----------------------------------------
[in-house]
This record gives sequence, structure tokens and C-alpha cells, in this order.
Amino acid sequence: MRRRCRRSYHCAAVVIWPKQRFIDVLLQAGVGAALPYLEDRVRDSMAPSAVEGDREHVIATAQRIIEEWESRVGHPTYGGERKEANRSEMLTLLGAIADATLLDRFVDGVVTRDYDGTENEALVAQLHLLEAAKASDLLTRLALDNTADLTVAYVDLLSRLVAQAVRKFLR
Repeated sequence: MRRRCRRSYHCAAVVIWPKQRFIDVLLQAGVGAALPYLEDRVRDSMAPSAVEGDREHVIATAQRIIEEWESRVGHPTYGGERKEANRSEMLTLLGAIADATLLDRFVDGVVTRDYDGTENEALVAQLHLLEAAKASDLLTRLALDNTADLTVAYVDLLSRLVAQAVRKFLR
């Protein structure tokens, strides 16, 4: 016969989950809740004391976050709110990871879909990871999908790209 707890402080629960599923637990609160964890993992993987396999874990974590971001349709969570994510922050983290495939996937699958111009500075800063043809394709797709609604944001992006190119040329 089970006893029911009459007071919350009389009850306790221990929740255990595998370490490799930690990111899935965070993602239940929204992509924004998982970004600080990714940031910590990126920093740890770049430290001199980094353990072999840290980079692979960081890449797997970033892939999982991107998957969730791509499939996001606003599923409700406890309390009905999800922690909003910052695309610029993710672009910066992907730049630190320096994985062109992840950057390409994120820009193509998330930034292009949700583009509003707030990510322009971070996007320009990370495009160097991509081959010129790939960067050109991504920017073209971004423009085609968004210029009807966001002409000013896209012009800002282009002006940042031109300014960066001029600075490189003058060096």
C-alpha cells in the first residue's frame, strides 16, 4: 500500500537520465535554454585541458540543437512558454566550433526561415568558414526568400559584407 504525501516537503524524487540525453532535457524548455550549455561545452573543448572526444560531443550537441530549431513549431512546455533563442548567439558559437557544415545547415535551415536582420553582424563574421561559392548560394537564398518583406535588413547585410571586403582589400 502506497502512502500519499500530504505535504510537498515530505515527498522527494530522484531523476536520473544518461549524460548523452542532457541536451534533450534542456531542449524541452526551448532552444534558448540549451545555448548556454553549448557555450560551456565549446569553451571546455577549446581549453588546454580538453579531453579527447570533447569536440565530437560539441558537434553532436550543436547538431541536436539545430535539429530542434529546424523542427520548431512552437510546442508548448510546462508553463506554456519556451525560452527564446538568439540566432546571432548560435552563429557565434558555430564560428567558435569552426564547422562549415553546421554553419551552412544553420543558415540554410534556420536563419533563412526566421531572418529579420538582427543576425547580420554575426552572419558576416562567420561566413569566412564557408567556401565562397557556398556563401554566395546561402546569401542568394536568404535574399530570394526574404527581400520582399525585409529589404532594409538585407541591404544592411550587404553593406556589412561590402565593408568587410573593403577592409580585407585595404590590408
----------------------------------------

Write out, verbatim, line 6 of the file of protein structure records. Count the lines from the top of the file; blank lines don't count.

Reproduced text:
C-alpha cells in the first residue's frame, strides 16, 4: 500500500537520465535554454585541458540543437512558454566550433526561415568558414526568400559584407 504525501516537503524524487540525453532535457524548455550549455561545452573543448572526444560531443550537441530549431513549431512546455533563442548567439558559437557544415545547415535551415536582420553582424563574421561559392548560394537564398518583406535588413547585410571586403582589400 502506497502512502500519499500530504505535504510537498515530505515527498522527494530522484531523476536520473544518461549524460548523452542532457541536451534533450534542456531542449524541452526551448532552444534558448540549451545555448548556454553549448557555450560551456565549446569553451571546455577549446581549453588546454580538453579531453579527447570533447569536440565530437560539441558537434553532436550543436547538431541536436539545430535539429530542434529546424523542427520548431512552437510546442508548448510546462508553463506554456519556451525560452527564446538568439540566432546571432548560435552563429557565434558555430564560428567558435569552426564547422562549415553546421554553419551552412544553420543558415540554410534556420536563419533563412526566421531572418529579420538582427543576425547580420554575426552572419558576416562567420561566413569566412564557408567556401565562397557556398556563401554566395546561402546569401542568394536568404535574399530570394526574404527581400520582399525585409529589404532594409538585407541591404544592411550587404553593406556589412561590402565593408568587410573593403577592409580585407585595404590590408